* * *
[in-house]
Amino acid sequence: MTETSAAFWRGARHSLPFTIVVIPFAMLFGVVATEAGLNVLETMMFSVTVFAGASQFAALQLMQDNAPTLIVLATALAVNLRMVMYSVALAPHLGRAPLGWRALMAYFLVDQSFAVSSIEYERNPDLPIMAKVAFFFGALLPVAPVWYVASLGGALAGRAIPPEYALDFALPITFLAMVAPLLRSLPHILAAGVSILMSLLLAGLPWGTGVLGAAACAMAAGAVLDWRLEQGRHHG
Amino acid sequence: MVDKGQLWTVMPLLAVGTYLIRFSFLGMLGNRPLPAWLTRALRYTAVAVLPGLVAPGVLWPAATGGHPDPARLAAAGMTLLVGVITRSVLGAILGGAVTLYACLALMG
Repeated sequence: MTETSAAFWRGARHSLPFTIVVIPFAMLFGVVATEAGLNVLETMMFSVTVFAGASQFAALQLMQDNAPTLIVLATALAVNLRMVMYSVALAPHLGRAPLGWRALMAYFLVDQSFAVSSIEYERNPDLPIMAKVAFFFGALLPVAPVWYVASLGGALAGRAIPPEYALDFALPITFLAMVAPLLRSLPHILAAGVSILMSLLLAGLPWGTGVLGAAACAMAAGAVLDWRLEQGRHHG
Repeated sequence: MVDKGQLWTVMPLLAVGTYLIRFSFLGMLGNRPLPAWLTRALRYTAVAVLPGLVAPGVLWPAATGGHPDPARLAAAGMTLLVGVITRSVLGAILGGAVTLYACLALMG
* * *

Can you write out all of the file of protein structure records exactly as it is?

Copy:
[in-house]
Amino acid sequence: MTETSAAFWRGARHSLPFTIVVIPFAMLFGVVATEAGLNVLETMMFSVTVFAGASQFAALQLMQDNAPTLIVLATALAVNLRMVMYSVALAPHLGRAPLGWRALMAYFLVDQSFAVSSIEYERNPDLPIMAKVAFFFGALLPVAPVWYVASLGGALAGRAIPPEYALDFALPITFLAMVAPLLRSLPHILAAGVSILMSLLLAGLPWGTGVLGAAACAMAAGAVLDWRLEQGRHHG
Amino acid sequence: MVDKGQLWTVMPLLAVGTYLIRFSFLGMLGNRPLPAWLTRALRYTAVAVLPGLVAPGVLWPAATGGHPDPARLAAAGMTLLVGVITRSVLGAILGGAVTLYACLALMG
Repeated sequence: MTETSAAFWRGARHSLPFTIVVIPFAMLFGVVATEAGLNVLETMMFSVTVFAGASQFAALQLMQDNAPTLIVLATALAVNLRMVMYSVALAPHLGRAPLGWRALMAYFLVDQSFAVSSIEYERNPDLPIMAKVAFFFGALLPVAPVWYVASLGGALAGRAIPPEYALDFALPITFLAMVAPLLRSLPHILAAGVSILMSLLLAGLPWGTGVLGAAACAMAAGAVLDWRLEQGRHHG
Repeated sequence: MVDKGQLWTVMPLLAVGTYLIRFSFLGMLGNRPLPAWLTRALRYTAVAVLPGLVAPGVLWPAATGGHPDPARLAAAGMTLLVGVITRSVLGAILGGAVTLYACLALMG